By Anna Gagliano

The City of Buffalo experienced a lot of traffic between 1812 and 1912. It was a century in Western New York marked by many significant historical events while people went to and fro using the Erie Canal. Tyler Bagwell intends to tell the history of this era through the songs that were inspired by it.

Tyler Bagwell

On Nov. 6 at the Buffalo History Museum, Bagwell will be presenting the outcome of nearly three years of research: “Low Bridge, Everybody Down: Buffalo’s Story in Song.” Accompanying himself on guitar and harmonica, he’ll showcase 10  songs representing different events in chronological order from 1812-1912. One song is assigned to each decade, representing what the museum describes as “flashpoints in Buffalo’s first century.”

Bagwell found and researched the songs with a mix of techniques from the past and present. While he did spend hours poring over old broadsheets, court documents, newspapers, books and notes, he did so on his computer. He said he mainly found the songs by researching specifically what they derived from.

“A lot of my searching was if there was an event that happened, like the War of 1812, you can be pretty sure there was a song somewhere,” Bagwell said. “When you look at them and the history around them, you learn a lot about American folk music, about the history of Buffalo and about American music in general.”

Whether it was the Fenian Invasion, the assassination of William McKinley or the tales of the lives of the sailors who lived in the so called “infected district,” Buffalo was the connection between all of them.

“The selection of songs I’ve narrowed it down to focus on that, during this century, Buffalo works as a sort of junction,” Bagwell said. “Throughout the whole century, theres’ just this constant movement of people coming and going and that’s what I saw as the main focus, showing Buffalo as this place where that’s happening.”

Without the canal as a passageway, Buffalo might never have been the backdrop to as much history. In return, the canal could not have been so successful without a major city like Buffalo as a stop along it.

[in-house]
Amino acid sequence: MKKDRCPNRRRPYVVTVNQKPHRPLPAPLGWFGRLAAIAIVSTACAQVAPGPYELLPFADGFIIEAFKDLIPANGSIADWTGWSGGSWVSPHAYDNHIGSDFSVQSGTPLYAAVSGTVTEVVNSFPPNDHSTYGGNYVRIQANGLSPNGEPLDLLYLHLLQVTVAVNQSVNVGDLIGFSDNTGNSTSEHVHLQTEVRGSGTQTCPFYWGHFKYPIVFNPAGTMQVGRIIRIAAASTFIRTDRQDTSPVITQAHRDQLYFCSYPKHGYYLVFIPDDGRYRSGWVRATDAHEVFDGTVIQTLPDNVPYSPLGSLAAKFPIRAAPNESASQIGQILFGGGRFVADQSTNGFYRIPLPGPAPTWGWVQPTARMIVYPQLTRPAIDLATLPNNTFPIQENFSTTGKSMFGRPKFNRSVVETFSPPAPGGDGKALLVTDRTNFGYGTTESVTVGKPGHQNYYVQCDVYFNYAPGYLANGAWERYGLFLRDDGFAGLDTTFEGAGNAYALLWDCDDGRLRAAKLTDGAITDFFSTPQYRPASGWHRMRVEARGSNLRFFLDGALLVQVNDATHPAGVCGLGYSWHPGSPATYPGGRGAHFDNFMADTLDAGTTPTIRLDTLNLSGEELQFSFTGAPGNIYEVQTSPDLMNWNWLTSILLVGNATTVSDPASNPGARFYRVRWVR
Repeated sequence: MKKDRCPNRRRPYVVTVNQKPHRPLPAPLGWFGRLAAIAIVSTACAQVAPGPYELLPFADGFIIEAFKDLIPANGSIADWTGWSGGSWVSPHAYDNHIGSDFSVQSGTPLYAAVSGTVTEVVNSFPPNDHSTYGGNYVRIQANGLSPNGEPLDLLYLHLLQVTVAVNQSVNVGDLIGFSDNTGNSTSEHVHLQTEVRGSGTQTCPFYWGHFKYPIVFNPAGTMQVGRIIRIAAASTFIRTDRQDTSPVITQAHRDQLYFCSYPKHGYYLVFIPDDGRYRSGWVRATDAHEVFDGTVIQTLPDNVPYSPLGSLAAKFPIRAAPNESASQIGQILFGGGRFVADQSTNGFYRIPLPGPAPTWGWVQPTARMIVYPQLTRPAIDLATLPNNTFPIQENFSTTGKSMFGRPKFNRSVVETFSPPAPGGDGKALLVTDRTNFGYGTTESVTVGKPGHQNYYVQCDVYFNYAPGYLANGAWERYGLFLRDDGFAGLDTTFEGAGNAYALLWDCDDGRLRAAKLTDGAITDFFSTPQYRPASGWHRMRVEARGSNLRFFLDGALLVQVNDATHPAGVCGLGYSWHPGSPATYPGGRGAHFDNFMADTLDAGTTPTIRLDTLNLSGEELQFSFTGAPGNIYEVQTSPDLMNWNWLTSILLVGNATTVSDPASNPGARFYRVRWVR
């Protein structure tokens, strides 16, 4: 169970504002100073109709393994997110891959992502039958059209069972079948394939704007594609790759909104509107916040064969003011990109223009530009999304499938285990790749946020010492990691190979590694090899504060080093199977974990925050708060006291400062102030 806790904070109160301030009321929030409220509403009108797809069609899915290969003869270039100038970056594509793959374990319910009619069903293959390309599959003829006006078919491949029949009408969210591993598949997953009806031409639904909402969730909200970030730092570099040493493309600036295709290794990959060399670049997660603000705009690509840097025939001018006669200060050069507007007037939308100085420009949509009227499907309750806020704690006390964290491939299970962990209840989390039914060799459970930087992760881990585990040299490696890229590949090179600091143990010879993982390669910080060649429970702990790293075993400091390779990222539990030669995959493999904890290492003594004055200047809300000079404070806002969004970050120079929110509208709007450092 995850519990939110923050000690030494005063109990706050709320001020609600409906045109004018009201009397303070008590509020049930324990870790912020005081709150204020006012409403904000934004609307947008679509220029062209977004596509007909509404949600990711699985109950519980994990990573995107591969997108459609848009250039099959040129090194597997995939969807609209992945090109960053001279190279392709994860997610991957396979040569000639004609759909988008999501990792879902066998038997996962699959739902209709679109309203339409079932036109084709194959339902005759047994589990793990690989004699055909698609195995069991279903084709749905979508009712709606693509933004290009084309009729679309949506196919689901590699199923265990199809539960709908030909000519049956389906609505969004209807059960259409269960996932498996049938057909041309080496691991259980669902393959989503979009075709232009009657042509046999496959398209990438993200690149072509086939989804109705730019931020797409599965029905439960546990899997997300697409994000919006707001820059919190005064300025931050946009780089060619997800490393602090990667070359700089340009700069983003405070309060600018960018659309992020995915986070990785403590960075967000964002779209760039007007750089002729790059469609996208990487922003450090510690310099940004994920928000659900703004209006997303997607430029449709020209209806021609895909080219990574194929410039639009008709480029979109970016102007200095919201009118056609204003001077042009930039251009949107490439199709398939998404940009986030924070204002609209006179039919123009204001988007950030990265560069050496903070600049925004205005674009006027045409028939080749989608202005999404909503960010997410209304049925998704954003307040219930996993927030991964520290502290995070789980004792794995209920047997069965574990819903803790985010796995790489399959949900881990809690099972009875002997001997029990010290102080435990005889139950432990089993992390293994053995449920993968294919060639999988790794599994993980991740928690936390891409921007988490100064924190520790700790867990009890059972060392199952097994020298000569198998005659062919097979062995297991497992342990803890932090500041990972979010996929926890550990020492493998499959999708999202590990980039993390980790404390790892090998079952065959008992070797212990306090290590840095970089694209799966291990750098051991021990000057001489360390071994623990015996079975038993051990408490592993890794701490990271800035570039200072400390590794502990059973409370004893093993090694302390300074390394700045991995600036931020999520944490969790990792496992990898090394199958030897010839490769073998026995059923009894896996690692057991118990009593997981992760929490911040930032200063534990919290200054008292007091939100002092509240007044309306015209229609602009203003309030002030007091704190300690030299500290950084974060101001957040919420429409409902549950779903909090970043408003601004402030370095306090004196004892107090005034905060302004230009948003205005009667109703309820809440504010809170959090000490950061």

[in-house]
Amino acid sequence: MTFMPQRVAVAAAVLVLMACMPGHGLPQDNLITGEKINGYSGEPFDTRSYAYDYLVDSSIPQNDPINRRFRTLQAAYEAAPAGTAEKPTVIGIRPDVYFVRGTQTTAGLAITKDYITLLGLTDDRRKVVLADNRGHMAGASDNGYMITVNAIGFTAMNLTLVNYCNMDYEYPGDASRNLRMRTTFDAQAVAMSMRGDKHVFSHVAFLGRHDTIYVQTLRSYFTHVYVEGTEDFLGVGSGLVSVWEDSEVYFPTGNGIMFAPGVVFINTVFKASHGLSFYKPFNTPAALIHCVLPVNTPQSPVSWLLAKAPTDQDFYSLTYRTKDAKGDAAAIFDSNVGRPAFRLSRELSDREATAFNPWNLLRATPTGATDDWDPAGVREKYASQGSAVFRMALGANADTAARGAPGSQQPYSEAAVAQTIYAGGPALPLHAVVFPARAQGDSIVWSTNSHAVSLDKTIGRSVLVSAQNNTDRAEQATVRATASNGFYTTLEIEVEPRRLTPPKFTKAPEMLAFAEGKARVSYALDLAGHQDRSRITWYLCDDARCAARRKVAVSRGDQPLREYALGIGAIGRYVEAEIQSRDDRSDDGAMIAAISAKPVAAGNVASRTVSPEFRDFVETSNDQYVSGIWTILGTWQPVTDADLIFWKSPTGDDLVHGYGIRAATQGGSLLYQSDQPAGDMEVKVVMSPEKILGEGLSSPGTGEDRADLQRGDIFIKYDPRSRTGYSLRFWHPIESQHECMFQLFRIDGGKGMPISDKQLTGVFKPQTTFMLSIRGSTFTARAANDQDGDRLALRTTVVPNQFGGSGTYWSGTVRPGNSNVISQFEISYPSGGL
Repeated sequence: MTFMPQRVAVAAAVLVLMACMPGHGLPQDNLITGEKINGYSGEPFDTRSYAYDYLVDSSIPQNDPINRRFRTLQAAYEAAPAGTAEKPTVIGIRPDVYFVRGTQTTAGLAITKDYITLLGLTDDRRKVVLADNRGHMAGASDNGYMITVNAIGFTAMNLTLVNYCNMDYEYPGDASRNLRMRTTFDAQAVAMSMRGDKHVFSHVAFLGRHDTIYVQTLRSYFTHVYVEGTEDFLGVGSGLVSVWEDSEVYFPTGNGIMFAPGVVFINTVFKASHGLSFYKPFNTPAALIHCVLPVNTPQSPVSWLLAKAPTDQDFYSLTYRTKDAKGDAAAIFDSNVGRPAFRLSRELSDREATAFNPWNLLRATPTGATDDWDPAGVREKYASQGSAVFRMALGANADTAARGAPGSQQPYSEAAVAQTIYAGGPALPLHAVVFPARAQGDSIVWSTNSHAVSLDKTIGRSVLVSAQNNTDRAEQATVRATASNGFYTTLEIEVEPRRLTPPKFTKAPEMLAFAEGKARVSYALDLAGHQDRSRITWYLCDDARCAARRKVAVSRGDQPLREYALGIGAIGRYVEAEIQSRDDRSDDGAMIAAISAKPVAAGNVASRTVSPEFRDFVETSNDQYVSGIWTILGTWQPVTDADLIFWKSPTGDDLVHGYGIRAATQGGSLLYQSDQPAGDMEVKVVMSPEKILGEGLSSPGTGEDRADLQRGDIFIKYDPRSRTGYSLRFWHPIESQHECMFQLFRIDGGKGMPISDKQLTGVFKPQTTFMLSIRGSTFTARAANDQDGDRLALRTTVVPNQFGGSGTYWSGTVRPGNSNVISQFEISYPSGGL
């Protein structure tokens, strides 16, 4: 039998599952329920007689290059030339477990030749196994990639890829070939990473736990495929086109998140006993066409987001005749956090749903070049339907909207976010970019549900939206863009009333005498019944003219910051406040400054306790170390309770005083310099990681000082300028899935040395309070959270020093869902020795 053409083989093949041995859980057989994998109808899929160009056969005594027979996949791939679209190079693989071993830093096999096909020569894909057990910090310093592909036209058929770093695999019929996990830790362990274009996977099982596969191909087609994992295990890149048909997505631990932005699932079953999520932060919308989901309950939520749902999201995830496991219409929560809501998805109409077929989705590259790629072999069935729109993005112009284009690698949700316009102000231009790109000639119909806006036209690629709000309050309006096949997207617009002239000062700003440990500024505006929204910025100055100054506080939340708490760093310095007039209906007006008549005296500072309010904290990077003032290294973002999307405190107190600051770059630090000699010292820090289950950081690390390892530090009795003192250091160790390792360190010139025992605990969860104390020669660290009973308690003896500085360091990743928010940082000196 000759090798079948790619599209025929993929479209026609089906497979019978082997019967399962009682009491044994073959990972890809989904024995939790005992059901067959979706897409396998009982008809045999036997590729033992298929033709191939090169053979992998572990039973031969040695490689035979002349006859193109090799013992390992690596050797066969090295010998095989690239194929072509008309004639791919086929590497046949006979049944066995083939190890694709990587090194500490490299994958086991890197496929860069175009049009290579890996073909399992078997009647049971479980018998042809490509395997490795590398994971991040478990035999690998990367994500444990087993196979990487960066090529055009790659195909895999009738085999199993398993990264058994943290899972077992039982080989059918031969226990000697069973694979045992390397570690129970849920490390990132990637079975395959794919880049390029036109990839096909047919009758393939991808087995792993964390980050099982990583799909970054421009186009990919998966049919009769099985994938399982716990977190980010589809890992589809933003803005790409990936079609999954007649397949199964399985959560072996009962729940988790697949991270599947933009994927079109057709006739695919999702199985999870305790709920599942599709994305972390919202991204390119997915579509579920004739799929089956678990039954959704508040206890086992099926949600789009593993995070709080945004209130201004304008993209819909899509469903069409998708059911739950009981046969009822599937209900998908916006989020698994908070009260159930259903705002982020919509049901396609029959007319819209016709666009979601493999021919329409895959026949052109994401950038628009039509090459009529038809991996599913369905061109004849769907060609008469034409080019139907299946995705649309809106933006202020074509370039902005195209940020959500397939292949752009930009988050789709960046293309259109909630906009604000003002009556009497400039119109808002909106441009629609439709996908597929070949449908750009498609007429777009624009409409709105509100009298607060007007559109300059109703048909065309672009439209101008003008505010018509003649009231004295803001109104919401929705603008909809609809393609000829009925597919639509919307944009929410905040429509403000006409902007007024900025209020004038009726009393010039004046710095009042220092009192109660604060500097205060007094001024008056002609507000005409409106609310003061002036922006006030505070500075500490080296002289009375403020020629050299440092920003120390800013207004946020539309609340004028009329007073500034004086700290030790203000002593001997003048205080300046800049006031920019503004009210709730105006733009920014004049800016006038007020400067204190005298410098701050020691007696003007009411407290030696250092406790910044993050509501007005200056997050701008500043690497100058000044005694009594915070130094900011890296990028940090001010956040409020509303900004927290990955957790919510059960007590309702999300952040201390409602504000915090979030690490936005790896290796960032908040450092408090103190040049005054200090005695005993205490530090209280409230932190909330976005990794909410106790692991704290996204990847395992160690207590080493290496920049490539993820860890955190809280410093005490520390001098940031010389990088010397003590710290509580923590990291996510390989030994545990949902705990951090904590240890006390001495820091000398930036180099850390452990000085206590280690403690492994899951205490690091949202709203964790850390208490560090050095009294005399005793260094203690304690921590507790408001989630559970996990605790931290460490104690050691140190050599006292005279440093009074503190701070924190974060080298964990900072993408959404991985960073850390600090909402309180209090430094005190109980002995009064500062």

As all our history teachers have told us before, it’s important to look back on the past. Through his research, Bagwell has drawn parallels between the events that prompted the songs he’s singing and modern times.

One particular event was the infamous Buffalo Slave Case of 1851, where runaway slave Daniel Davis was arrested in Buffalo by slave hunters and forced to return to his master in Kentucky after Buffalo courts ruled, citing the Fugitive Slave Act that was passed one year prior.

The press presented this as a good thing, though just weeks later a song emerged that mocked this decision and shamed those who agreed with the capture of Davis.

“It was sort of a scathing, sarcastic position saying that if there’s a law that exists that says people can be rounded up and put back into captivity, that nobody is free. And if we allow these things to happen, then everybody’s freedom is in jeopardy,” Bagwell said.

He sees the connection of this situation to current times.

“It’s something that’s really poignant now, as it’s happening on the border, where people are getting rounded up and held in captivity. If that happens to anybody, there’s no certainty for anybody’s freedom,” Bagwell said.

The song that is the namesake of this performance carries quite a heavy connection to current times as well. “Low Bridge Everybody Down” tells the story of a canal worker and his mule returning home after losing their jobs to steam-powered barges.

“That narrative of technology taking away people’s livelihoods is always relevant. … It’s a very sad song about the end of a way of life. You can look at all these places, you know, Buffalo, Rochester, Syracuse and Utica. The song is the closing of that chapter in all those places.”

Diving deep into the history of folk music is nothing new for Bagwell. At age 16, he began to wonder where songs come from, after listening to the likes of Led Zeppelin and Bob Dylan.

He starting playing in a band called Reaction and starting street performing as well. The Canisius High School grad earned his degree in graphic design from Robert Morris University in Chicago, where he lived from 2009-2015. He moved back to Buffalo to work and has been here since.

As the performance nears, Bagwell is preparing by rehearsing the songs in his usual sets and digitally released a single titled “The Smugglers of Buffalo” w/ “Low Bridge Everybody Down” on Oct. 30. The single will also be available at the performance.

And as for what Bagwell hopes people will get out of this, he mostly wants them to listen and absorb the history of the city and what it can teach.

“I’m excited to get this out there in front of people. … It’s important to look at history and say ‘Why does this matter?’” he said.
Bagwell’s performance aims to show exactly why it does matter.

Anna Gagliano is a junior journalism major at the State University of New York at Fredonia.

Elmer Ploetz

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